Could you explain as if I'm five why anyone would spend their time thinking about this? I don't know what any of this means but am curious.

ReplyDeleteHey! Good question, and thanks for checking out this blog.

ReplyDeleteHere's an attempted explanation for why we might care about the first project (not my favorite) for a 5 year old. I'll try to remember to come back and explain the second and third similarly.

Are there really mathematical objects like the number 3? Or are they just a figure of speech like "chips on peoples shoulders" or "the average policeman".

It might be weird if there are mathematical objects, because they would be invisible and not located anywhere in the world. Many people find the idea of such objects strange and implausible, and believing in them can seem unscientific, like believing in gods and ghosts. [this is my attempt to charitably state motivation 1]

So maybe mathematical objects are just a figure of speech.

But in this case, it should be possible to say what what we believe without using that figure of speech, without mentioning [quantifying over] mathematical objects.

However it looks very hard to do this. Specifically, it looks hard to say what we literally believe about physics without mentioning mathematical objects.

This is Quine's Indispensibility challenge to nominalists about mathematics.

Does that make sense?

ReplyDeleteThere are various intuitive motivations for claiming that mathematical objects are just a figure of speech.[including motives 1 and 2 in my original post]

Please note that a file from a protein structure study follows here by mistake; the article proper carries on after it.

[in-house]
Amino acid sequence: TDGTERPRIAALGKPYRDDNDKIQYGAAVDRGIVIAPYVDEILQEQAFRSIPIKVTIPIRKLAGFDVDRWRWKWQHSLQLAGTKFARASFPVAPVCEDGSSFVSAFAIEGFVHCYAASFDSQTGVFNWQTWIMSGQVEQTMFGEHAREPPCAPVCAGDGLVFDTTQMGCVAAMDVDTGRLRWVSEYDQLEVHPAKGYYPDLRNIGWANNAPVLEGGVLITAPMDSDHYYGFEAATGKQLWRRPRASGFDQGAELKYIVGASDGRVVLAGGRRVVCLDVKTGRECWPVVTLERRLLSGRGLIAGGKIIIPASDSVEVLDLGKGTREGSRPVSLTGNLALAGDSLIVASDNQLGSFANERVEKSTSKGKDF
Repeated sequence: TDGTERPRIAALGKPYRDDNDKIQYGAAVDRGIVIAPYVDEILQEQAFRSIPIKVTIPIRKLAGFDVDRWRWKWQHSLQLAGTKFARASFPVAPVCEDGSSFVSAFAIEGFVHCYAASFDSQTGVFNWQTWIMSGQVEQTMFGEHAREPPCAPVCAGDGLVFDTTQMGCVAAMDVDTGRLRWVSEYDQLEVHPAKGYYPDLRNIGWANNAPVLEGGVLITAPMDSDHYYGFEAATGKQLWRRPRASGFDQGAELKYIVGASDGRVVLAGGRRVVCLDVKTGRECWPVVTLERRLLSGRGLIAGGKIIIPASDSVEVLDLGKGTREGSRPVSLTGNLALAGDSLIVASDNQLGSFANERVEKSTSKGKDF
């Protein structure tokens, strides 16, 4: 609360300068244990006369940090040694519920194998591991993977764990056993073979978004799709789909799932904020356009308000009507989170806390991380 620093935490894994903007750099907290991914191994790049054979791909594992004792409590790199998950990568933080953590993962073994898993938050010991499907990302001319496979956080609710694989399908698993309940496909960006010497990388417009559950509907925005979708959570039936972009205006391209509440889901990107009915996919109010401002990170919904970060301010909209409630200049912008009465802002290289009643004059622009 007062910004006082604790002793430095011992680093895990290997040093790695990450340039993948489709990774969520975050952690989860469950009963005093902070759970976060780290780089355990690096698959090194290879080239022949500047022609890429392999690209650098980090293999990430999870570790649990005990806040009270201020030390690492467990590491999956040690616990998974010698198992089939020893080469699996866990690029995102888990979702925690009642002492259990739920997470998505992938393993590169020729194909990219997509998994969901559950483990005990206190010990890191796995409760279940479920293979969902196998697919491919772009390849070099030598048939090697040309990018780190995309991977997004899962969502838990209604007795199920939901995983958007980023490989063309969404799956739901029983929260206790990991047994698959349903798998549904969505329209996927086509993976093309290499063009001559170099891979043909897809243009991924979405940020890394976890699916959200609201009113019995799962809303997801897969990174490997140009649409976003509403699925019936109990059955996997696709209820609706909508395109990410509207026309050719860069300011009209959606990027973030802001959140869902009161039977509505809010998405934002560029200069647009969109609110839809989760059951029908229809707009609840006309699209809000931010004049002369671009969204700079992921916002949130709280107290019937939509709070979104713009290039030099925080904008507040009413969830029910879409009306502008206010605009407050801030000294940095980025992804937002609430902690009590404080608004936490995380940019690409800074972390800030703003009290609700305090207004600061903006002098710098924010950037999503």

But if you say this, then it seems like you should be able to back this claim up by showing that you can state your best physical theory without appealing to them.

Hey! Thanks for responding!

ReplyDeleteOkay so my current understanding is that there is a single goal (to remove the use of mathematical objects from scientific theories) with at least three motivations. These motivations are each to some degree associated with a method for reaching the goal. One of the motivations is that mathematical objects don't exist, so shouldn't be invoked.

I suspect the unspoken reasoning there is that if entities that do not exist are invoked, a faulty pattern might be found, which becomes accepted because it explains some truths, but then is gradually munged in order to handle exceptions. In a phrase, flawed theories are based on flawed ontologies, such as the acceptance of the existence of aether, levity, or phlogiston.

I'll try to tackle this more once I get corrections to my current map ;)